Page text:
Safety issues in assisted reproduction technology. Should ICSI patients have genetic testing before treatment? A practical proposition to help patient information
2004 (English)In: Human Reproduction, ISSN 0268-1161, Vol. 19, no 3, 472-476 p.Article in journal (Refereed) Published
ICSI is a highly efficient treatment of male factor infertility and therefore increasingly used to treat infertile men successfully. However, when used to treat patients with a genetic cause for their infertility, there may be an increased risk for the offspring. Chromosome aberrations, Y chromosome microdeletions and CFTR (cystic fibrosis transmembrane conductance regulator) mutations alone may explain up to 25% of azoospermia and severe oligozoospermia. These genetic defects could be identified before treatment, in which case informed decisions could be made by the couple to be treated concerning the treatment, prenatal testing or preimplantation genetic diagnosis. Therefore, we propose that men with very low sperm counts (<5 × 106/ml) considering ICSI should always be informed of the possibility of genetic testing. The information should include a precise statement of the implications of the results for the patient, his family and his offspring, and reassurance that a decision to test or not to test, or the subsequent test results will not be used as a reason for withholding treatment. Testing should always remain voluntary, and the couples themselves should decide whether or not they choose to be tested. If an abnormality is identified, patients should be referred to specialist genetic counselling.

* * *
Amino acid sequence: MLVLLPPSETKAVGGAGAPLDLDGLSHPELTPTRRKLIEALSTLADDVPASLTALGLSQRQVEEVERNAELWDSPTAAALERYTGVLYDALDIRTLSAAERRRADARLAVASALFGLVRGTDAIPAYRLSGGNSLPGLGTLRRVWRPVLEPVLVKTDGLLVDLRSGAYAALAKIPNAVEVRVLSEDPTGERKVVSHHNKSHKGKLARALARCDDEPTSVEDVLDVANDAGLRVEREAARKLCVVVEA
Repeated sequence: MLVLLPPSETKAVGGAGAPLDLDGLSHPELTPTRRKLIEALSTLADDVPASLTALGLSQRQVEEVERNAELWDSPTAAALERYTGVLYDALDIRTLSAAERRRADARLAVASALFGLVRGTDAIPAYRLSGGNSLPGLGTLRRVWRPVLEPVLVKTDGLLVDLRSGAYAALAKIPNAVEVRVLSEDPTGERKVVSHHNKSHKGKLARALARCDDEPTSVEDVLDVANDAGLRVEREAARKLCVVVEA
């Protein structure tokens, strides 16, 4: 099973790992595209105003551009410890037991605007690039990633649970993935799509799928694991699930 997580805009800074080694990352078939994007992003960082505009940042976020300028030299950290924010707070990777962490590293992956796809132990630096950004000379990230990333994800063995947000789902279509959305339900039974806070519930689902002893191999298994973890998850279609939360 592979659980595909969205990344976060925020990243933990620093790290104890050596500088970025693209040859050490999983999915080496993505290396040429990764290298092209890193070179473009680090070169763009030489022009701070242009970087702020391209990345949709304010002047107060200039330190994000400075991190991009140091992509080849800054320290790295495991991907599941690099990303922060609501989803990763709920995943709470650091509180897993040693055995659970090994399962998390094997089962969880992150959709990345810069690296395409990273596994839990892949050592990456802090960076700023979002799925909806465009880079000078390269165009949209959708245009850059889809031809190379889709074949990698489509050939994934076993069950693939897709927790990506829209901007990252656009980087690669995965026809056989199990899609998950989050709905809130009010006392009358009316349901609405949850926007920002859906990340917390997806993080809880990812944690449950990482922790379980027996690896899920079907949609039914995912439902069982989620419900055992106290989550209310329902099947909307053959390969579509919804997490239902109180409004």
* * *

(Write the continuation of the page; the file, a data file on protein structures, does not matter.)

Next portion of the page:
Place, publisher, year, edition, pages
2004. Vol. 19, no 3, 472-476 p.
Medical and Health Sciences
IdentifiersURN: urn:nbn:se:liu:diva-24694DOI: 10.1093/humrep/deh100Local ID: 6931OAI: oai:DiVA.org:liu-24694DiVA: diva2:245016